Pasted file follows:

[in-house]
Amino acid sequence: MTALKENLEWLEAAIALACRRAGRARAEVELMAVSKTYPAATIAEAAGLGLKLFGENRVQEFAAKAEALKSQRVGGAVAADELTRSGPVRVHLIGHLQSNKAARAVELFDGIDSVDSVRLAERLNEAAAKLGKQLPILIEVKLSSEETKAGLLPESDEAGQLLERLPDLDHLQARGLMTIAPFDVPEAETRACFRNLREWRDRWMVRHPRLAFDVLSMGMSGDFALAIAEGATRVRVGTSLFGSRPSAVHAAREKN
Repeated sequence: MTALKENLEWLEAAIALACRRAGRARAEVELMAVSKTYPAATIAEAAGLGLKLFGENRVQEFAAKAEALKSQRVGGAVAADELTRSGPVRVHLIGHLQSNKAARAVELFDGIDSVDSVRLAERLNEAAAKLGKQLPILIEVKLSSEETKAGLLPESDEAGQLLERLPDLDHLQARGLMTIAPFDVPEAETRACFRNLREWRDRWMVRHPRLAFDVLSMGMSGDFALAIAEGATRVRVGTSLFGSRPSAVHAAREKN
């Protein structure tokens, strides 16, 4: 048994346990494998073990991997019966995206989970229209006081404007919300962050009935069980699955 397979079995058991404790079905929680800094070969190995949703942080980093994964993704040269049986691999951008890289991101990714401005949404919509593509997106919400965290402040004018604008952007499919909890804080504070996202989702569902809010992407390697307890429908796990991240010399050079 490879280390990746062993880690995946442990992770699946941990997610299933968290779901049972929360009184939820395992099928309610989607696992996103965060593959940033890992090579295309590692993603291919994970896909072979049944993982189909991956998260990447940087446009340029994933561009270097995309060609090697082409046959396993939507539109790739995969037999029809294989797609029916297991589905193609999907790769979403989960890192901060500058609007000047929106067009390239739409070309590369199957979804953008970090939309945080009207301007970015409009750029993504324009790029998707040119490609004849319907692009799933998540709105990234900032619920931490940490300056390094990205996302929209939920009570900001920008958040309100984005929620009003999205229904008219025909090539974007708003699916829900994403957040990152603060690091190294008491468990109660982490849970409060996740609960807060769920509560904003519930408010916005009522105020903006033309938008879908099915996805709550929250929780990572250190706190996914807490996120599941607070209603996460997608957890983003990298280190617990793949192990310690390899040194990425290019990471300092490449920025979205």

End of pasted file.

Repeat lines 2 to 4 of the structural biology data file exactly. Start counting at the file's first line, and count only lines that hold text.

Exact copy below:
Amino acid sequence: MTALKENLEWLEAAIALACRRAGRARAEVELMAVSKTYPAATIAEAAGLGLKLFGENRVQEFAAKAEALKSQRVGGAVAADELTRSGPVRVHLIGHLQSNKAARAVELFDGIDSVDSVRLAERLNEAAAKLGKQLPILIEVKLSSEETKAGLLPESDEAGQLLERLPDLDHLQARGLMTIAPFDVPEAETRACFRNLREWRDRWMVRHPRLAFDVLSMGMSGDFALAIAEGATRVRVGTSLFGSRPSAVHAAREKN
Repeated sequence: MTALKENLEWLEAAIALACRRAGRARAEVELMAVSKTYPAATIAEAAGLGLKLFGENRVQEFAAKAEALKSQRVGGAVAADELTRSGPVRVHLIGHLQSNKAARAVELFDGIDSVDSVRLAERLNEAAAKLGKQLPILIEVKLSSEETKAGLLPESDEAGQLLERLPDLDHLQARGLMTIAPFDVPEAETRACFRNLREWRDRWMVRHPRLAFDVLSMGMSGDFALAIAEGATRVRVGTSLFGSRPSAVHAAREKN
């Protein structure tokens, strides 16, 4: 048994346990494998073990991997019966995206989970229209006081404007919300962050009935069980699955 397979079995058991404790079905929680800094070969190995949703942080980093994964993704040269049986691999951008890289991101990714401005949404919509593509997106919400965290402040004018604008952007499919909890804080504070996202989702569902809010992407390697307890429908796990991240010399050079 490879280390990746062993880690995946442990992770699946941990997610299933968290779901049972929360009184939820395992099928309610989607696992996103965060593959940033890992090579295309590692993603291919994970896909072979049944993982189909991956998260990447940087446009340029994933561009270097995309060609090697082409046959396993939507539109790739995969037999029809294989797609029916297991589905193609999907790769979403989960890192901060500058609007000047929106067009390239739409070309590369199957979804953008970090939309945080009207301007970015409009750029993504324009790029998707040119490609004849319907692009799933998540709105990234900032619920931490940490300056390094990205996302929209939920009570900001920008958040309100984005929620009003999205229904008219025909090539974007708003699916829900994403957040990152603060690091190294008491468990109660982490849970409060996740609960807060769920509560904003519930408010916005009522105020903006033309938008879908099915996805709550929250929780990572250190706190996914807490996120599941607070209603996460997608957890983003990298280190617990793949192990310690390899040194990425290019990471300092490449920025979205």